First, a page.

Clients tend to value lawyers who have a thorough understanding of their situation of the law and who are available to address queries as they arise, instead of relying solely on a static research memo. It is through the examination of source materials that a profound comprehension of a legal area is usually achieved.

The primary role for a Q&A interface in a knowledge management system should be to make it easier to get up to speed on unfamiliar legal areas. Instead of starting from scratch reading numerous cases, a summarised overview provided by a Q&A system could highlight potential issues to be aware of when delving into the details. This utility is where the true strength of a Q&A interface lies, yet it doesn't negate the necessity for engaging with the original legal texts.

Fuzzy searching

AI's capability to enhance the discovery of knowledge materials is another area ripe for discussion. Lawyers who struggle to find specific documents might find 'fuzzy searching' particularly advantageous. This type of searching allows for the entry of a search term and returns relevant results, even if those results do not directly include the entered term.

Fuzzy searching is most effective when lawyers have only vague information about the document they are seeking. However, this is not always the case. There are times when a lawyer knows precisely which document they need. In such scenarios, fuzzy searching may be less helpful, as it tends to generate a broader array of results compared to a keyword search. When lawyers desire a specific, narrow set of results based on a particular keyword they have input, such as a document number or the title of a template document they intend to use, keyword searching remains the superior method.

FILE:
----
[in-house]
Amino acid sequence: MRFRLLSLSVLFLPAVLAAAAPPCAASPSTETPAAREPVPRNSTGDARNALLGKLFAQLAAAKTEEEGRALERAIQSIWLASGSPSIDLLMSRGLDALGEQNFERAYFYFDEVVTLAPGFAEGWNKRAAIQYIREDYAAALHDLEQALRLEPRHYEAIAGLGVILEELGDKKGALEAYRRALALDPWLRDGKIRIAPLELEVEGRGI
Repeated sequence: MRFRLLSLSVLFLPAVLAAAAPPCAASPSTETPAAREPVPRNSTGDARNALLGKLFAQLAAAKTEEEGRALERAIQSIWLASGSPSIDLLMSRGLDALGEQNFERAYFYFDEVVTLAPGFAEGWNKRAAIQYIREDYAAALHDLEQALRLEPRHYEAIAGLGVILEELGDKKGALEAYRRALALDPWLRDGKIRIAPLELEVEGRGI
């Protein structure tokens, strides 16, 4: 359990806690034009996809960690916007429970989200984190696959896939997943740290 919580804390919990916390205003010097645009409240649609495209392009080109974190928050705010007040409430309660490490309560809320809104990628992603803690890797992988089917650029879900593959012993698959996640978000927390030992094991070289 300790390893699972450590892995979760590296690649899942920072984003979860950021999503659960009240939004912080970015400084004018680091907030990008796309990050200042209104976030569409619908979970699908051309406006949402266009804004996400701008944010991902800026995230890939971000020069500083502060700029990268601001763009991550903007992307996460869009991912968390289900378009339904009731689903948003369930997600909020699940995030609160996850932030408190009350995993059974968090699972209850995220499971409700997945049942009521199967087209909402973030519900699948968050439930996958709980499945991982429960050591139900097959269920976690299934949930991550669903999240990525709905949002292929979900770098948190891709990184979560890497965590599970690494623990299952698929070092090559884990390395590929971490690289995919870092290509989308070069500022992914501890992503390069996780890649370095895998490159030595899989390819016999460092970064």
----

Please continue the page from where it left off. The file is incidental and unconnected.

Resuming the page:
In essence, fuzzy searching offers a complementary method for lawyers to locate information—it doesn't replace the precision of keyword searches, which are still preferable in certain situations.

Labelling and categorising

One of the significant challenges in developing a robust knowledge base within a law firm is the efficient organisation of information, often restricted by limited resources for labelling and categorising. AI can be instrumental here, potentially automating the population of metadata, which in turn assists users in navigating or performing detailed searches to find what they need.

While the capabilities of AI in this domain are somewhat untested, what we do know is that AI can only label based on the data that has been provided to it. Often, the most crucial context needed for knowledge management isn't directly in the document itself. For instance, knowing the industry context of a document's use or whether it was drafted under urgent conditions could significantly influence its future utility.

This new ability to label and categorise supplements traditional methods of knowledge access, like browsing and searching. It introduces capabilities previously unavailable, enhancing the overall efficiency and effectiveness of knowledge management systems.

The interplay of AI and quality content in knowledge management

The commonality among these use cases for AI in knowledge management is their reliance on the existence of high-quality knowledge content. We are still some distance from an era where AI can independently generate valuable knowledge content without a foundation of carefully curated material.

What AI offers in the interim are novel methods of accessing knowledge that complement rather than supplant the established modes. The introduction of a new method does not necessarily mean it will replace all preceding ones. The value of AI in this context lies in its ability to enrich and diversify the knowledge management landscape, not to render obsolete the systems and processes that have served well up to this point.

Jack Shepherd, Principal Business Consultant at iManage

Lexis+ AI